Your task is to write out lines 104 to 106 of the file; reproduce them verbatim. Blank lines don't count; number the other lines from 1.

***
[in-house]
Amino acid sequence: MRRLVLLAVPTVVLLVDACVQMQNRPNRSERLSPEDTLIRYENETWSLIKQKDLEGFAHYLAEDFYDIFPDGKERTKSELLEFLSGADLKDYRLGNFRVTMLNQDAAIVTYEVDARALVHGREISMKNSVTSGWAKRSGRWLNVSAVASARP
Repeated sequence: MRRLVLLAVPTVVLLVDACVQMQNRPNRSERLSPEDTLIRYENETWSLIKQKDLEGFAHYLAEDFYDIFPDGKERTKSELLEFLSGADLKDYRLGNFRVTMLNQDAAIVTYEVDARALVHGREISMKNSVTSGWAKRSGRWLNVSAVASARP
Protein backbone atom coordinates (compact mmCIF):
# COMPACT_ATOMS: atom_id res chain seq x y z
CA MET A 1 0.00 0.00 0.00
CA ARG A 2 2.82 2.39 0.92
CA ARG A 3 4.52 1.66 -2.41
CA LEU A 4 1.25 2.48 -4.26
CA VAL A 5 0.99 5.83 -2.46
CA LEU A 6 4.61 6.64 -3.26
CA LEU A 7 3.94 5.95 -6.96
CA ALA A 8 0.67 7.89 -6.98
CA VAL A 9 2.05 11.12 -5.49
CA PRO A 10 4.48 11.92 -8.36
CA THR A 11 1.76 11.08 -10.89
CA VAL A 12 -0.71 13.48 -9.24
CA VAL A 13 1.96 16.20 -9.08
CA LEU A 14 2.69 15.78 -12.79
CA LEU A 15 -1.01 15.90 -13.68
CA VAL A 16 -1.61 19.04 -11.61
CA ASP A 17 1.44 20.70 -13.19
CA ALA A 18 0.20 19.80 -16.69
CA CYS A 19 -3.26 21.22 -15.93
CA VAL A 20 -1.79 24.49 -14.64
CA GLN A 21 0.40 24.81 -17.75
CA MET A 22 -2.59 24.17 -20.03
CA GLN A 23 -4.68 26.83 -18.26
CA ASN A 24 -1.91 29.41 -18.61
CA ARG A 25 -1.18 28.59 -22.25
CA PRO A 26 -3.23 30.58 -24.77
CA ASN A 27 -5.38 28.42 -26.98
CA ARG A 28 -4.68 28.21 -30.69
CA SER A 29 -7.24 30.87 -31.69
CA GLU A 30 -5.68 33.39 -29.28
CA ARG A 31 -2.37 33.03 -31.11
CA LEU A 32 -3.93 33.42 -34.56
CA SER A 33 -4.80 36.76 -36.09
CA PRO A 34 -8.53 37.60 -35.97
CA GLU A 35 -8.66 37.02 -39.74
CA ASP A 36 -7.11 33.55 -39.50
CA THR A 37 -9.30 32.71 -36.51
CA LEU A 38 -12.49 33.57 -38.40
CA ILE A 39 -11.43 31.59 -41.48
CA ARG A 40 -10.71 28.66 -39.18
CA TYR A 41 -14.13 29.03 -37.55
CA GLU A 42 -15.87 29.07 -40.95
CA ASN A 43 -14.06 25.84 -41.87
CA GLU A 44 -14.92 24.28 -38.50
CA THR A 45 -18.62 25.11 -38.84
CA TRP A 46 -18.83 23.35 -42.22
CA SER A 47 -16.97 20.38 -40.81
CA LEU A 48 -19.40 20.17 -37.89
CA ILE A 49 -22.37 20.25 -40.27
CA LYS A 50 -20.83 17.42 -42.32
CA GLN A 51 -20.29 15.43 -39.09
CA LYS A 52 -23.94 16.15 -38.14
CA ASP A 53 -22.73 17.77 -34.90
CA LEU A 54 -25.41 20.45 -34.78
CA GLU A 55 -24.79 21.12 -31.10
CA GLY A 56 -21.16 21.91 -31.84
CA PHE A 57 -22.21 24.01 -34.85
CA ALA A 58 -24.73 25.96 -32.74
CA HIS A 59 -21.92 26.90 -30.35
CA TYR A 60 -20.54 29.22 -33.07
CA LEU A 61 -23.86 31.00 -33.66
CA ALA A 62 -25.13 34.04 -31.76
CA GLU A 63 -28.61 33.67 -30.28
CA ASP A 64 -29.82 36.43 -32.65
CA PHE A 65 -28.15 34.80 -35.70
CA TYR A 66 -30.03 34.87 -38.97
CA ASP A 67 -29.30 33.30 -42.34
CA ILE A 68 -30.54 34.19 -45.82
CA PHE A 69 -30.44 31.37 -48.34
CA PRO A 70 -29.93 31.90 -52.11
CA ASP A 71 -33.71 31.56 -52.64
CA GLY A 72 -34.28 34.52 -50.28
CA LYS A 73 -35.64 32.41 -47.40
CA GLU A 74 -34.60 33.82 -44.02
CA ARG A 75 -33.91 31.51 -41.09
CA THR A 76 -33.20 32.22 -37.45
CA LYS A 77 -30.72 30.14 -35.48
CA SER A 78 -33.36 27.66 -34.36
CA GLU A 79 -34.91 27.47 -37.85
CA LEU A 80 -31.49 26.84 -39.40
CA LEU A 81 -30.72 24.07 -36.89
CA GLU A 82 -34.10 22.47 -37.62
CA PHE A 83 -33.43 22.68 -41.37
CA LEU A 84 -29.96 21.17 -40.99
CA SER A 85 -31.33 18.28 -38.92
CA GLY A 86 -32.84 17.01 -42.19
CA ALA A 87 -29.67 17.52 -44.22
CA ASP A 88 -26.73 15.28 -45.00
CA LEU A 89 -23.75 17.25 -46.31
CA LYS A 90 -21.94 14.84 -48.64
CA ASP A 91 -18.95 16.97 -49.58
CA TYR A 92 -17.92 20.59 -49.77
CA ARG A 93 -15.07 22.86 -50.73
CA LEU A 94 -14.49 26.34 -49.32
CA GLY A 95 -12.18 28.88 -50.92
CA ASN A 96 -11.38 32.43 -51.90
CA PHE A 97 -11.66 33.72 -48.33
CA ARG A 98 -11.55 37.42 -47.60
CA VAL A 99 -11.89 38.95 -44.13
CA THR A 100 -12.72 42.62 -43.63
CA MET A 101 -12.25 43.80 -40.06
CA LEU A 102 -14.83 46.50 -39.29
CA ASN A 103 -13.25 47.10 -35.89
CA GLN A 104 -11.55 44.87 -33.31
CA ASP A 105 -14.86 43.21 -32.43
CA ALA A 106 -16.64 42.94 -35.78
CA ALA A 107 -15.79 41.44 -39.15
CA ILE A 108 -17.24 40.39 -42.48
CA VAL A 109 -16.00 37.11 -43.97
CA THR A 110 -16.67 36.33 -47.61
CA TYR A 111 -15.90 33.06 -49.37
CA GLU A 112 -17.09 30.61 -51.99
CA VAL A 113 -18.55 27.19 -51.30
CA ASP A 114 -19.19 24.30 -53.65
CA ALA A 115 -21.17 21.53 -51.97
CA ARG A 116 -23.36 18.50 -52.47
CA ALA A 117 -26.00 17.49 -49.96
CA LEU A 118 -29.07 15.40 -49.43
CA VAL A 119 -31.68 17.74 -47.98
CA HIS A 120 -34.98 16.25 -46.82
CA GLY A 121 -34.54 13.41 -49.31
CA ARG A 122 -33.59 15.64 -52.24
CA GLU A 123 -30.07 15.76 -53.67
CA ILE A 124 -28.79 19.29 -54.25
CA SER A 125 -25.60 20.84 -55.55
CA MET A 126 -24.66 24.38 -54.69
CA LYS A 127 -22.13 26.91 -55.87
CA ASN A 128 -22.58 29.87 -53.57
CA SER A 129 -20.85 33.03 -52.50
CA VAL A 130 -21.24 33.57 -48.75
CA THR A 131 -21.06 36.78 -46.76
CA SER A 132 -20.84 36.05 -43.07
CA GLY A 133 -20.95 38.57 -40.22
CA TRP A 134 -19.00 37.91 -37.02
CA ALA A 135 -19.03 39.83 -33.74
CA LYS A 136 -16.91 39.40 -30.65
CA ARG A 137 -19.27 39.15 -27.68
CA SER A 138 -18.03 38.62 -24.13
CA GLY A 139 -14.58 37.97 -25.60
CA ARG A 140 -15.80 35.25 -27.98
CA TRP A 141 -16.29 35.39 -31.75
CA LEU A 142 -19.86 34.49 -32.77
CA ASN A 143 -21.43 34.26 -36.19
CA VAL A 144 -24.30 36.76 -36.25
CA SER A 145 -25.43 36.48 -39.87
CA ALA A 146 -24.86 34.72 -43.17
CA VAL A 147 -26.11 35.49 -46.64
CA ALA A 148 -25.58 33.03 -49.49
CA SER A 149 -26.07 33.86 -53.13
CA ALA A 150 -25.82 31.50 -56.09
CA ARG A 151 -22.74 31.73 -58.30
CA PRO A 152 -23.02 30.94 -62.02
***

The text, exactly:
CA VAL A 99 -11.89 38.95 -44.13
CA THR A 100 -12.72 42.62 -43.63
CA MET A 101 -12.25 43.80 -40.06